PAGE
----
AllianceBernstein faces frustrations in Taiwan growth
AllianceBernstein Investments Taiwan is finding it tough to build market share in the highly competitive onshore market as a latecomer, a process made even more difficult by the lack of product track records and some local processes lagging behind global standards.
AllianceBernstein entered Taiwan market in 2001. While it has since become the island's largest offshore fund house, it only started the onshore business in 2011 when it bought a local fund house Taiwan International Investment Management.
The Taiwanese regulator is encouraging international fund houses to be more localised in the island, by offering more Taiwanese dollar-denominated products, Derek Yung, chairman of AllianceBernstein Investments Taiwan, told AsianInvestor. However, “we need to have product of track record, people's confidence and AUM accumulation, etc. It’s not going to be built overnight,” he added.
The [actual investment] process is “very challenging”, he added, with “some of the processes lagging behind the global standard.”
The fund house has volunteered global best practice information to the Financial Supervisory Commission (FSC), the financial regulator in Taiwan, which has helped, he said.
One example of of where this information sharing yielded results relates to the trading day mechanism. In the past, investors bought onshore funds at the trading day (T day) price, but redeemed them at T+1. Now, both subscription and redemption date of some onshore fund are at the T day price, which is same with most offshore funds, Yung said.
AllianceBernstein's offshore assets under management business has done very well in Taiwan. Assets sourced from Taiwanese investors into offshore funds reached $14.9 billion as of the end of 2015, a 17% market share.
In the local market, it has enjoyed strong asset growth due to the launch of investment-linked insurance products last year. Strong demand for these products helped AllianceBernstein expand its local fund assets by roughly 18 times over the three years to the end of 2015 to reach about $3.6 billion. Yung said the company will keep launching new onshore products, including a global equity fund this year.
AllianceBernstein's mandated assets in Taiwan rose 112% year-on-year to NT$93.5 billion as of February, all of which were investment-linked insurance products, according to Securities Investment Trust & Consulting Association (Sitca) data. That made it the second largest offshore fund house for mandate assets in Taiwan, following Prudential Financial Securities Investment Trust Enterprise (NT$108.6 billion), and ahead of HSBC Global Asset Management (Taiwan) (NT$74.9 billion).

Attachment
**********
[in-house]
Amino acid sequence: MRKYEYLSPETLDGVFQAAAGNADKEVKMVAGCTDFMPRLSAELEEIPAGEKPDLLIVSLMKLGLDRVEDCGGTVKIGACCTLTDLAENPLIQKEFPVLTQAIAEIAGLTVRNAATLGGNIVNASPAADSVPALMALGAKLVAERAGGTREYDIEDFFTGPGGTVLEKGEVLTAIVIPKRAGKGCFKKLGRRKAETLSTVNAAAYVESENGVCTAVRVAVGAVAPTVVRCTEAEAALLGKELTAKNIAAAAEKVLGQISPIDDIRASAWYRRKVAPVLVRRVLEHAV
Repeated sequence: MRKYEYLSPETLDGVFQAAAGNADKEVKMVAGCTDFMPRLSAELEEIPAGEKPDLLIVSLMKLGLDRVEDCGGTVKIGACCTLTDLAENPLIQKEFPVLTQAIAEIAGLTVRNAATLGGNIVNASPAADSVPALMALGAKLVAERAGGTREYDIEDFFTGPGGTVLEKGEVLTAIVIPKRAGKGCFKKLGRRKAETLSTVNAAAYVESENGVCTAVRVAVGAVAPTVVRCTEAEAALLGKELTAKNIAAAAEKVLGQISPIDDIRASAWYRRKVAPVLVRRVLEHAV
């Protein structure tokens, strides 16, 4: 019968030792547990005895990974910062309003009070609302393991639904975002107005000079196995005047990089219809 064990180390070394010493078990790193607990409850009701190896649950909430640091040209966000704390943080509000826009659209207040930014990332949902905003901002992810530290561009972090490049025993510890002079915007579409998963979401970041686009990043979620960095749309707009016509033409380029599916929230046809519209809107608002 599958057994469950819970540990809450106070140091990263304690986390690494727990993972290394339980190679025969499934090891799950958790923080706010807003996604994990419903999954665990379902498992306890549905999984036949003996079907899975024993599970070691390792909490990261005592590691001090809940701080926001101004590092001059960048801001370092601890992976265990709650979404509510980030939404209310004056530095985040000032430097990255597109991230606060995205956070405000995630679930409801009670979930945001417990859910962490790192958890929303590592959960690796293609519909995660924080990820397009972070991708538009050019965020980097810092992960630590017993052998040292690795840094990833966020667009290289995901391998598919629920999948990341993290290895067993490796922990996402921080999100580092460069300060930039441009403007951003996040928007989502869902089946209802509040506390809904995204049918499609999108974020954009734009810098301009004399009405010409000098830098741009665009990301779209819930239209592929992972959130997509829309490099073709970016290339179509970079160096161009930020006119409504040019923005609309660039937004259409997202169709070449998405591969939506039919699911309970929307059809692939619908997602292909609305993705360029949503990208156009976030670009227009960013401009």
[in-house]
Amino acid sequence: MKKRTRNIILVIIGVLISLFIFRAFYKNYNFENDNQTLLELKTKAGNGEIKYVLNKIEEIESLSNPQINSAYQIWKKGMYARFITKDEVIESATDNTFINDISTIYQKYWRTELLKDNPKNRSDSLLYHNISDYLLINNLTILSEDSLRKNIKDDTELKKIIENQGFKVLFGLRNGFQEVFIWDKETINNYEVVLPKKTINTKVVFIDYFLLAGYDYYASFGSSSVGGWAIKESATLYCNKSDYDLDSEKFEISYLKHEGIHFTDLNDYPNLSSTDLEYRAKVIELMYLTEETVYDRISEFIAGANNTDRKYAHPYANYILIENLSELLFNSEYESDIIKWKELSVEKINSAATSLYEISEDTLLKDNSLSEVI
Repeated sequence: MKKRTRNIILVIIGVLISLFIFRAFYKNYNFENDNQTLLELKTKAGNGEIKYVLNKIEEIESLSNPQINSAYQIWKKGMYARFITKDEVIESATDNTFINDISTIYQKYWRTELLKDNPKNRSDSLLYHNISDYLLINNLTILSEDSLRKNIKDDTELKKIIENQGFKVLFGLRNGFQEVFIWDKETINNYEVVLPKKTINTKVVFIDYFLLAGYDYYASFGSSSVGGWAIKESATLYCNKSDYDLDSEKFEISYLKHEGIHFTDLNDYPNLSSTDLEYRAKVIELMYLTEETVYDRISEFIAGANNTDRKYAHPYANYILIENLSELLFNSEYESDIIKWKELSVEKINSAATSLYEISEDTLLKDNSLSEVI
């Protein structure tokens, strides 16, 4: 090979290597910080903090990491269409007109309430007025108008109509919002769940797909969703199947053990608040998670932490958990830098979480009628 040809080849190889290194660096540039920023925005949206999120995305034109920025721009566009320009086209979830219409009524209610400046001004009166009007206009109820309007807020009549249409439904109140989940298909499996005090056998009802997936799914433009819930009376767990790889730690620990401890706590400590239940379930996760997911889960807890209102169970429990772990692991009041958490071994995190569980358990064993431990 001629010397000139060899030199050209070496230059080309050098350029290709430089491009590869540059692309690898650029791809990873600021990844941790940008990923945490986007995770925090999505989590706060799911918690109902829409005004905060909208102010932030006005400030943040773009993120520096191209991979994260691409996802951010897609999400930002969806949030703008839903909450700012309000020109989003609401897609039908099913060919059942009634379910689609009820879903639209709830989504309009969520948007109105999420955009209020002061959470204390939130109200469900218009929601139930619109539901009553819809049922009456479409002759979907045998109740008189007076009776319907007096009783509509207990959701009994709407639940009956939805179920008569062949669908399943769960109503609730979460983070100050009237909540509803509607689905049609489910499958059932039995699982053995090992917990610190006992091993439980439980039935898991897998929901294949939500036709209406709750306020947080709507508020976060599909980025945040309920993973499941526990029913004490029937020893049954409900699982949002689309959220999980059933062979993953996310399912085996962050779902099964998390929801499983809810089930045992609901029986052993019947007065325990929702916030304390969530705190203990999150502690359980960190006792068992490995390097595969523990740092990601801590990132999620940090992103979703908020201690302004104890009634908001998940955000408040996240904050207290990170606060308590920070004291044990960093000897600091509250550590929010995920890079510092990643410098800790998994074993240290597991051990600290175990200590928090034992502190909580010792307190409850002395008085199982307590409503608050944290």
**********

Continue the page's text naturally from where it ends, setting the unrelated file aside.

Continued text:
However, AllianceBernstein’s assets in onshore funds are much smaller (NT$28.1 billion, as of end February) compared to global competitors such as JP Morgan Asset Management (NT$100.4 billion), Franklin Templeton Investments (NT$84.6 billion), and Allianze Global Investor (NT$81.5 billion). This is most due to its late entry into the local funds market.
Taiwan’s FSC has been updating its rules and regulations since 2012 to encourage offshore funds to contribute more to the local market. The regulator started a “deep cultivation plan” in 2013 to prod foreign fund houses into become more committed; part of this plan comprised of a scorecard scheme to assess fund houses based on criteria including employment of local, investments, tax and revenue contributions, and talent cultivation in Taiwan.
So far, only JP Morgan Asset Management and Allianz Global Investors - which have operated in the local market for 31 years and 26 years, respectively - have been given the reward, which gives them more favorable conditions. For example, they can apply for three foreign funds in one application, while other foreign fund houses can only apply for one at a time.
AllianceBernstein, on the other hand, obtained a waiver last year on the cap that limits the number of Taiwanese investors allowed to invest into an offshore fund. In November 2014 FSC imposed a 50% limitation on the percentage local investors could comprise of an offshore fund's AUM, versus the previous 70% cap. However, it allowed offshore fund houses that it considered to have shown dedication to local industry to retain the 70% level.
The tightening regulation has led some pure offshore companies to leave Taiwan, but the industry remains healthy and not alarming at this point, Yung said.
In 2016, AllianceBernstein plans to launch one onshore equity fund to invest globally, and one offshore equity fund as well. It does not intend to launch any multi asset funds this year because it has got three onshore multi-asset funds (one global, one Asia and one Europe), and two offshore already in Taiwan, Yung told AsianInvestor.
AllianceBernstein launched the onshore version of its flagship global high-yield bond fund in Taiwanese dollars and renminbi last year, raising about NT$6 billion during the initial offering period. AllianceBernstein’s largest onshore fund by AUM is its Multi-Asset Income FOF, which stood at NT$14.37 billion as of February 2016.